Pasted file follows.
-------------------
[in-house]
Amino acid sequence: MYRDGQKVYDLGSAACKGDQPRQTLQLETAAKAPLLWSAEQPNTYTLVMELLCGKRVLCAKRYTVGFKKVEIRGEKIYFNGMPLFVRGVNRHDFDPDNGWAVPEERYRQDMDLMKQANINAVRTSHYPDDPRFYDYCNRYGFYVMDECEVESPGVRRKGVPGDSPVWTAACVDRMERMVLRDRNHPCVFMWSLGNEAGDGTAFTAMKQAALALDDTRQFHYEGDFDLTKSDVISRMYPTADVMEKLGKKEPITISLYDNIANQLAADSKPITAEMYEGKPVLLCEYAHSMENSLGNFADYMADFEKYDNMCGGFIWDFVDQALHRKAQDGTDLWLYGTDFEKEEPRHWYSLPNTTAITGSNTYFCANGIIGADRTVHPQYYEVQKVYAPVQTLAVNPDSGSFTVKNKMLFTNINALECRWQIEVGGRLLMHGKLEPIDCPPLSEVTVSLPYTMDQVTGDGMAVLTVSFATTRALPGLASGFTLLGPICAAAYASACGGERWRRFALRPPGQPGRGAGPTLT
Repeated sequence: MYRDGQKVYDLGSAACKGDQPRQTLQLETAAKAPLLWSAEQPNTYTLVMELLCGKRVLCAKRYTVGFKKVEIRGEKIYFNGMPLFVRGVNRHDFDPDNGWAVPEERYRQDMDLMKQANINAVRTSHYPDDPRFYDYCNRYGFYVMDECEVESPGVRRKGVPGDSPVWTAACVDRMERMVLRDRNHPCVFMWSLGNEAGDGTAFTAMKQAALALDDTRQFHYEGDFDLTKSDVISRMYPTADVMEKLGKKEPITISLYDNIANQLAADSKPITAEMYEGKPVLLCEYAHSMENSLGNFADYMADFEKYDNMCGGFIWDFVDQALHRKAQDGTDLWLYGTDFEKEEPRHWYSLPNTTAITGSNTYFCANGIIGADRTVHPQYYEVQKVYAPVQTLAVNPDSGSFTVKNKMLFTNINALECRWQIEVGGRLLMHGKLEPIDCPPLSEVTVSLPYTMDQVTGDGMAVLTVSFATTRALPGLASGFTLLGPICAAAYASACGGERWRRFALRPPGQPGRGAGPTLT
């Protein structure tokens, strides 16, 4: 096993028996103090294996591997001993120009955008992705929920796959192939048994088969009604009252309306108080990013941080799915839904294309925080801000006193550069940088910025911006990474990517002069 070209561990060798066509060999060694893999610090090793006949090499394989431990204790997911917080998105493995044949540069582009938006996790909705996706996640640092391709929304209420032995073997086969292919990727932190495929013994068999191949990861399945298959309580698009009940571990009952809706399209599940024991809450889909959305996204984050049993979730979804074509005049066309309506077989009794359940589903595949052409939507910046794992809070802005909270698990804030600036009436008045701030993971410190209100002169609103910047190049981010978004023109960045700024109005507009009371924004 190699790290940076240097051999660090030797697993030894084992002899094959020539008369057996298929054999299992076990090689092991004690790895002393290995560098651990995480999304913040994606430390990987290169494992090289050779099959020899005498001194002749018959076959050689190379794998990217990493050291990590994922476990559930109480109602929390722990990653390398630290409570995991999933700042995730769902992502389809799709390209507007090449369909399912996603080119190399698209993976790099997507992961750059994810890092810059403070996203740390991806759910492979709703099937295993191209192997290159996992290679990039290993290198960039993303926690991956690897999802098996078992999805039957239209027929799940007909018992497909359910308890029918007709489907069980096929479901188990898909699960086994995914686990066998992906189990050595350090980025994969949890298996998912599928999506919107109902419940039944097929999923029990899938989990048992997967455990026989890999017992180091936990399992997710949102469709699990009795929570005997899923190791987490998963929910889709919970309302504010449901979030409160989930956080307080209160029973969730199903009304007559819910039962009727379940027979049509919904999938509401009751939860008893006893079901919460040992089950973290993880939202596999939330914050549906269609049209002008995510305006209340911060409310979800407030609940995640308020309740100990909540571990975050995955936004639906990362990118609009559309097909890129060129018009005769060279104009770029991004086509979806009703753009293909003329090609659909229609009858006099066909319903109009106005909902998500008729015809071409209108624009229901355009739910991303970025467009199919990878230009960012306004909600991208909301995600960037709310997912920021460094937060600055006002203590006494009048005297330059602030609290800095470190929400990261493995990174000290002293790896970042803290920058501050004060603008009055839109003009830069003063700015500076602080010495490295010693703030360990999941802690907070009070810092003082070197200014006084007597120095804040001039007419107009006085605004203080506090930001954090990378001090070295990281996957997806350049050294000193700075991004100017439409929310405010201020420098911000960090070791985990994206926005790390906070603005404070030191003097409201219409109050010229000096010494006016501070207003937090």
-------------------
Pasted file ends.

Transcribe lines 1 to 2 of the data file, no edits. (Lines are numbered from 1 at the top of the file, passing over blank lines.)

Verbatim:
[in-house]
Amino acid sequence: MYRDGQKVYDLGSAACKGDQPRQTLQLETAAKAPLLWSAEQPNTYTLVMELLCGKRVLCAKRYTVGFKKVEIRGEKIYFNGMPLFVRGVNRHDFDPDNGWAVPEERYRQDMDLMKQANINAVRTSHYPDDPRFYDYCNRYGFYVMDECEVESPGVRRKGVPGDSPVWTAACVDRMERMVLRDRNHPCVFMWSLGNEAGDGTAFTAMKQAALALDDTRQFHYEGDFDLTKSDVISRMYPTADVMEKLGKKEPITISLYDNIANQLAADSKPITAEMYEGKPVLLCEYAHSMENSLGNFADYMADFEKYDNMCGGFIWDFVDQALHRKAQDGTDLWLYGTDFEKEEPRHWYSLPNTTAITGSNTYFCANGIIGADRTVHPQYYEVQKVYAPVQTLAVNPDSGSFTVKNKMLFTNINALECRWQIEVGGRLLMHGKLEPIDCPPLSEVTVSLPYTMDQVTGDGMAVLTVSFATTRALPGLASGFTLLGPICAAAYASACGGERWRRFALRPPGQPGRGAGPTLT